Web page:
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|Title: ||Pattern drafting in tailoring|
|Authors: ||Klutse-Banini, Simon Dzidzor|
|Issue Date: ||3-Sep-1993|
|Series/Report no.: ||2003;|
|Abstract: ||Practical activity is an important ingredient in the training of the child to be able to fit into the adult working society very effectively. Tailoring provides this industrial training just as done by the creative art in the public school curriculum.
As a skilful subject, tailoring provides a systematic training towards aesthetic education of the student. It involves a critical observation of shapes and analysis of human characteristics. It also synthesizes these factual characteristics and provides clothes in accordance with the facts
observed about the figures. Clothing in its strictest sense involves three major processes - pattern designing, drafting and sewing. It is an exciting activity, simple if basic principles are learnt thoroughly and when the student is sensitive to the changes in shapes as demanded by fashion.
Pattern Drafting is a means of achieving a shape around the body so that although the body remains constant; any student studying old magazines or costume books becomes aware that the outline of clothes often changes dramatically in different periods of fashion. It forms an integral part of tailoring on which the success of the trade depends. It is as important to a tailor as a building plan to an architect. Since each figure requires some adjustment in the general procedure of drafting, pattern drafting cannot be seen as a simple graphical representation of structures and their component parts. It is a process that requires intellectual reasoning creative thinking, socio—economic, cultural as well as emotional knowledge to achieve the full aesthetic value of the finished garment. It follows that Pattern Drafting provides aesthetic education.
In Ghana, despite the advantages tailoring enjoy as explained earlier, the New Education Reform Programme did not fully embrace the subject as essentially as it deserves. Very little was done on the development and inclusion of tailoring in the school curriculum due to lack of personnel and equipment. Lack of personnel emanates from the fact that over the years tailoring has been left in the hands of local craftsmen who acquire their training through apprenticeship. This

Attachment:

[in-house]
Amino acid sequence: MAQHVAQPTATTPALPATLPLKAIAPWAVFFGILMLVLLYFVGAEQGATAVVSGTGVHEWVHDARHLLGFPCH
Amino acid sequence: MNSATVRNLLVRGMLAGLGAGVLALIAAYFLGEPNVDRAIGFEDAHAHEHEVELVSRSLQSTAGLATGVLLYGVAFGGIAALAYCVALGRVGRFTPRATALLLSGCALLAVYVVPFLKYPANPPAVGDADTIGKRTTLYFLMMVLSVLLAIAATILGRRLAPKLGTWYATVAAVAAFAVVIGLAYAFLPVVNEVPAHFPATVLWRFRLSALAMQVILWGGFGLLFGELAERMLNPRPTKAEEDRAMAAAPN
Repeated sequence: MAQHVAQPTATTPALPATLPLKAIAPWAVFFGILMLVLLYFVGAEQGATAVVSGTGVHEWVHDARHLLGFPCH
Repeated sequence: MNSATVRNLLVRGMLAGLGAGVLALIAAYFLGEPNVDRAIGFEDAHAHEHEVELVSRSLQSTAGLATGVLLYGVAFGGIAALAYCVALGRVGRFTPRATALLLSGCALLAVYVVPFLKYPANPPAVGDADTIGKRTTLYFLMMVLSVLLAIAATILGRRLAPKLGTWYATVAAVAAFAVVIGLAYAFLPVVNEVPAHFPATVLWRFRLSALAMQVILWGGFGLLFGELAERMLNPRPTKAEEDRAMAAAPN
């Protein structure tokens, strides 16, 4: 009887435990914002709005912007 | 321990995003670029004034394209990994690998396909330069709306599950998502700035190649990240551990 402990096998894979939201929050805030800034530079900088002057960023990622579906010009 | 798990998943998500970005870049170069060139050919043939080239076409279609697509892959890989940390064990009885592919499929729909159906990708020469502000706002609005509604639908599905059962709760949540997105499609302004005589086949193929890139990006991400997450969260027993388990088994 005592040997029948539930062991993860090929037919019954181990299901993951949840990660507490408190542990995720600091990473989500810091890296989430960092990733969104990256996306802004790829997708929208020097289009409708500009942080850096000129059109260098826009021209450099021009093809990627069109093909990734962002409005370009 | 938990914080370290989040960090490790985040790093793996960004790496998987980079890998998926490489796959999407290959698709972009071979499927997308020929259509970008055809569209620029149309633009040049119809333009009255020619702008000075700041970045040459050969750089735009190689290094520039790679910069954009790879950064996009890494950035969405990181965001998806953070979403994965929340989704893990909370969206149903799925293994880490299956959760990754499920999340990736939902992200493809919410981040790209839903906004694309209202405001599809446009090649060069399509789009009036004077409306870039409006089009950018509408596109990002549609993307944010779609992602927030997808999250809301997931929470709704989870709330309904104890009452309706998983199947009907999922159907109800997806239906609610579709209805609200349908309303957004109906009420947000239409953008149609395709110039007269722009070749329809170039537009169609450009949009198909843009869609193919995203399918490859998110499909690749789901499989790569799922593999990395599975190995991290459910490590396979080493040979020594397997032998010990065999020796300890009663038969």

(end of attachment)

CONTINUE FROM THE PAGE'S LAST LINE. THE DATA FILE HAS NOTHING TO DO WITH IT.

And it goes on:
unfortunate situation creates the erroneous impression that tailoring or sewing in general is not an intellectual activity.
Latest development with the New Education Reform Programme reveals some interest being generated in the acquisition of marketable skills. This is evidenced by the recent courses being organised for the Post Junior Secondary School graduates. It is hoped that since sewing defines the utilitarian value for weaving and makes it more meaningful to the consumer, more attention will be turned to tailoring in the near future. It is in this vein that the need for the development of pattern drafting cannot be over-emphasized.
This document affords teacher-tailors the encouragement, expertise and enthusiasm necessary for handling the subject of tailoring in a more efficient manner in our schools and colleges. The research is also seen as a relief to students of fashion design, who have to waste more time to train at the local tailor’s shop in order to be fully equipped to establish a shop of their own. It would also provide the needed confidence and clear the confusion often associated with students of practical examination questions.
Finally, the research will promote the development of the sewing industry in Ghana as younger elites will be attracted to join hands in the trade with more innovative ideas.|
|Description: ||A thesis submitted to the Board of Postgraduate Studies, Kwame Nkrumah University of Science and Technology, Kumasi, in partial fulfilment of the requirements for the award of the Degree of Master of Arts in Art Education, 1993|
|Appears in Collections:||College of Arts and Social Sciences|
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